We live in an age when everything is under threat. The plethora of bad news threatens our emotional strength. Pandemics threaten our physical health. Uncertainty threatens our financial stability. Security is never guaranteed; fragility is an almost certainty. What about our technology? Worryingly, more and more of our lives are supported by technological frameworks uploaded onto the ethereal cloud. What can be done to protect our valuable virtual assets? Fortunately, there are many things that businesses can implement to protect themselves, and various cybersecurity investments to be made that can improve the resilience of your business. One of these things is an SSO system or single sign-on system. What is this system? What are the benefits? What are the issues? We’ll find out more in this article.
What is a Single Sign-On System?
There are various authentication schemes available for implementation today, and single sign-on systems are just one example. These systems allow users to log in to several related software systems with just one ID, even though they are independent systems in their own right. It enables the user to log in just once and still be able to access multiple services without needing to enter the authentication factors again and again. A simple version of these systems can be accomplished by using IP networks and cookies, as long as the sites have a DNS parent domain in common. A single authentication allows the user to have access to multiple systems by seamlessly passing the authentication token to the configured applications.
Of course, different applications require different authentication mechanisms, so it’s not as simple as it sounds. Just as the keyword to enter a room needs to be translated when needed in a different language, a similar virtual process occurs when it comes to a single sign-on system. Single sign-on systems store the credentials needed for the login process internally and then translate them to the format supported by the connected applications. It massively simplifies the use of various applications within a business and saves a lot of time for busy workers. To put it into a real-life situation, say you are logged in to read your emails on Microsoft Office. Then, you need to join a virtual meeting on Microsoft Teams. How can you do so quickly and seamlessly? With the use of an SSO system! Applications like this have made single sign-on systems not only important for security but for helpful for ease of use too.
The Benefits of a Single Sign-On System
There are various advantages to single sign-on systems. These include:
- Reduced risks for access to third-party sites. This is because the user’s passwords aren’t stored externally but internally.
- Password fatigue, the feeling of exhaustion experienced by users who need to constantly enter passwords, is significantly reduced. Similarly, the time involved with this re-entering of details is reduced too.
- There are fewer calls made to the IT helpdesk about issues with passwords, which reduces IT costs and gives the team more time to deal with more important issues.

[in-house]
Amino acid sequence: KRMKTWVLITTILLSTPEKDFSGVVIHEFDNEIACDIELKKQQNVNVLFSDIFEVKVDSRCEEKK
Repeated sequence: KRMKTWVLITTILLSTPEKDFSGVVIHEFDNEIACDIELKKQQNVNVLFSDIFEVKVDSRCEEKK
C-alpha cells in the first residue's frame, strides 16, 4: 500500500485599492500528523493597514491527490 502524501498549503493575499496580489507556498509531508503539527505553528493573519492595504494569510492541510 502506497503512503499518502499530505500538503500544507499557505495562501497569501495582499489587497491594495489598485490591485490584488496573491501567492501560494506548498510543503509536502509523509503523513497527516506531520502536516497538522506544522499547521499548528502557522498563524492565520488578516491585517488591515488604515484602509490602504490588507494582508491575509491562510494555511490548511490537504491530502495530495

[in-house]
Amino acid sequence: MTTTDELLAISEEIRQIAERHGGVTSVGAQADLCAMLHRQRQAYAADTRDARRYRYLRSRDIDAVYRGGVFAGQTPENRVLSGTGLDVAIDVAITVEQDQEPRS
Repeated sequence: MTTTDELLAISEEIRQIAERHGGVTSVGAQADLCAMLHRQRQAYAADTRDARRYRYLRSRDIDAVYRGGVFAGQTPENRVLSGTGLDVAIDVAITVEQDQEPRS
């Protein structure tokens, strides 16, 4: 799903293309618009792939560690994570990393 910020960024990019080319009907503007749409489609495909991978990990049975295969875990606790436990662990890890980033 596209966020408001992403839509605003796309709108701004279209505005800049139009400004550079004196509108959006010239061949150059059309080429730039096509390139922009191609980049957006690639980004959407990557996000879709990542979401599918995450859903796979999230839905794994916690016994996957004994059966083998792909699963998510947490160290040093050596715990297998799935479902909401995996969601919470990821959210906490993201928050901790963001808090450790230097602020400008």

- The administration of authentication is massively simplified as the tasks are done transparently and are part of standard maintenance procedures.
- There is a great deal of administrative control as all the necessary management information is stored in a single location with a single list of all the various users and their rights and privileges. The administrator can easily adjust the privileges of a certain user and know exactly how that will affect their access rights across the whole network.
- Users spend less time entering login information, and their productivity is greatly improved. It will also be a blessing for help desk workers who have fewer requests for forgotten passwords.
- The security of the network is improved as removing multiple passwords reduces the risk that comes with users writing down their passwords because they can’t remember them all.
The Downsides to a Single Sign-On System
Besides the many advantages, there are some downsides that need to be considered if you’re thinking about implementing this kind of system in your business.
- As with many things, the bigger the company, the bigger the bill; while providing benefits for smaller companies, bigger companies will bear the burden of the bigger bill. Many providers charge for the features, of which many are add-on charges, so it doesn’t take long for the investment to turn into a costly one.
- It’s not as versatile as other security procedures as it is mainly limited to web apps. To be able to create a complete IAM solution, IT teams need to implement a lot more solutions.
- While it’s great only needing to remember one password, that one password needs to be a very strong one. It is only truly secure when it is a long and complex one which creates the possibility that the user will forget their password. And in this case, if you forget the password to one application, you forget the password for them all!
- If the providers of your single sign-on system are hacked, there is a great deal at stake. Essentially, one attack means that an entire company could become compromised.
- Shared computers also face a problem. When staff use shared computers, such as in a conference room, and someone forgets to log out, it leaves the business open to attack.
After weighing up the pros and cons, you likely see that the advantages are great, while the disadvantages can be mitigated with the correct training and usage of a single sign-on system. You can improve the security of your business with the use of this system. The lives of your staff members are made easier as they only need to remember one password, and they can quickly get on with their work. With a little research and investigation, you can find a provider that will suit all of your security needs.